What is the pathophysiology of postconcussive syndrome (PCS)?

Updated: Jul 25, 2019
  • Author: Roy H Lubit, MD, PhD; Chief Editor: David Bienenfeld, MD  more...
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Answer

The pathophysiology of postconcussive syndrome (PCS) results from contusions and diffuse axonal injury (DAI). Disruption of axons triggers a cascade of further insults, including calcium influx, excitotoxin release, phospholipase activation, and lipid peroxidation.

Postmortem studies of traumatic brain injury (TBI) have demonstrated pathological changes that cannot be detected by conventional neuroimaging studies. In fact, much of the pathology of TBI is under the threshold of detection in conventional MRI, which in humans is approved only to be done at 3 Tesla or less. Even when standard structural neuroimaging of the brain reveals no visible abnormality, underlying structural, biochemical, or electrophysiological abnormalities may be present. [11]  Diffusion tensor imaging frequently will show evidence of white matter damage when there are no observable problems on a standard MRI.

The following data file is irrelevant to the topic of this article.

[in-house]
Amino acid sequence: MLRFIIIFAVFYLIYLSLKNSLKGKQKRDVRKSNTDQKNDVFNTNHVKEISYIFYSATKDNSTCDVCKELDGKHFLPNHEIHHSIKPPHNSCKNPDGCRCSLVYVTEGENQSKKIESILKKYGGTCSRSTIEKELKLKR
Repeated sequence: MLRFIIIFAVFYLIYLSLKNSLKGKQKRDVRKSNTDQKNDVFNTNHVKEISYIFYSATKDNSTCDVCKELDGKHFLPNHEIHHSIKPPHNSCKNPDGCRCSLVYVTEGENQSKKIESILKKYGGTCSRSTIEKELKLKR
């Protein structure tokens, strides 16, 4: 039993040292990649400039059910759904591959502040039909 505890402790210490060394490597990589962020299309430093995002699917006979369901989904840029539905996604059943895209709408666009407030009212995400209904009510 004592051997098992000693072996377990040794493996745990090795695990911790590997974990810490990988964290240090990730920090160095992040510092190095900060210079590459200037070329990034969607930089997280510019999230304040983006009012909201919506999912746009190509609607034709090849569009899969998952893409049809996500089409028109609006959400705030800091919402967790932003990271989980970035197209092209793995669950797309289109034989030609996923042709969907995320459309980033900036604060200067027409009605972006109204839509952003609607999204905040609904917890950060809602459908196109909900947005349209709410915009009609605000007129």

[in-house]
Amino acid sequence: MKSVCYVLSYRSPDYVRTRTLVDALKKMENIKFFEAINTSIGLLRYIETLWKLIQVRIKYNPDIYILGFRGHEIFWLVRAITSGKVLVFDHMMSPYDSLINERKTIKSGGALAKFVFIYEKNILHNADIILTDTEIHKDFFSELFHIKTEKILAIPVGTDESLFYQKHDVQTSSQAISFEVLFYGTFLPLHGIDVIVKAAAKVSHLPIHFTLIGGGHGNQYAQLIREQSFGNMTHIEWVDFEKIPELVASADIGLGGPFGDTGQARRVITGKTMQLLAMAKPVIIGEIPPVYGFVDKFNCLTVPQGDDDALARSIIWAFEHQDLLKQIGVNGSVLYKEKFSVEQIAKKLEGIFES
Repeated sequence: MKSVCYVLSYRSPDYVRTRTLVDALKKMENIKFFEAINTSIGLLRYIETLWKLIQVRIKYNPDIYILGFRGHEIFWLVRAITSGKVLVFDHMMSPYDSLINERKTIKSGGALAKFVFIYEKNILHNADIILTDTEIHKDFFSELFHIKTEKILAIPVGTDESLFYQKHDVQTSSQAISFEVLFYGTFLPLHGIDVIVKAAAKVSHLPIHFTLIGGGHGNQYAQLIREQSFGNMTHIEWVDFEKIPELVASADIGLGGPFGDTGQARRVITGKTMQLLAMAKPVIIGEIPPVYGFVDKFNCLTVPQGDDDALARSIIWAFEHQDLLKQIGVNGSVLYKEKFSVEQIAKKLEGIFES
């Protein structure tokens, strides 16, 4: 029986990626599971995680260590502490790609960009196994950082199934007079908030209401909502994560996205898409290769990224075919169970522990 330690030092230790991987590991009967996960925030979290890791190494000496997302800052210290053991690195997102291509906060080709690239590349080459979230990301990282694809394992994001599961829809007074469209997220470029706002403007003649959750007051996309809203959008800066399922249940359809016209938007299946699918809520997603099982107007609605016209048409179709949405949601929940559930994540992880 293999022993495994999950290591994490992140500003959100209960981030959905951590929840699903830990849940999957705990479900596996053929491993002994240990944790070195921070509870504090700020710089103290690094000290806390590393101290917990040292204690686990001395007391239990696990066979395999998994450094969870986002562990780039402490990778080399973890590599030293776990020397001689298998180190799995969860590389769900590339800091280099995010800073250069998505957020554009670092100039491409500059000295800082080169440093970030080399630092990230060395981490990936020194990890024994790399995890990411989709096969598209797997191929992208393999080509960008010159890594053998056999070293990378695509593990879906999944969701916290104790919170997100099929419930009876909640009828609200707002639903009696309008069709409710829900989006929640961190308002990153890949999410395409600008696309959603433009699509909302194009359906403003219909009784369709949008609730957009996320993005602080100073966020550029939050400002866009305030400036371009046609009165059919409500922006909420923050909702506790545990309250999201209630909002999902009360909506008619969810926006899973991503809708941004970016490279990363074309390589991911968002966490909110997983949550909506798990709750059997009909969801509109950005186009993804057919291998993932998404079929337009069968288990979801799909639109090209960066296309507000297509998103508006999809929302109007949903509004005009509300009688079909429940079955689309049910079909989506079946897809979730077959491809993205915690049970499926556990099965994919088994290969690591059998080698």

For example, Govindaraju et al examined volumetric proton spectroscopic imaging of the whole brain in mild TBI (mTBI) patients 1 month postinjury. [12] This method provides a mechanism for detecting biochemical perturbations of the brain brought on by injury that would not necessarily show-up in standard imaging. The authors found “widespread metabolic changes following mTBI in regions that appear normal...” on conventional MRI. This supports the notion of nonspecific damaging effects from mTBI that occur at a subtle, microscopic level of injury [13] and that one can have a significant brain injury, yet have normal conventional structural imaging. This has also been shown by Gaetz et al. [14]


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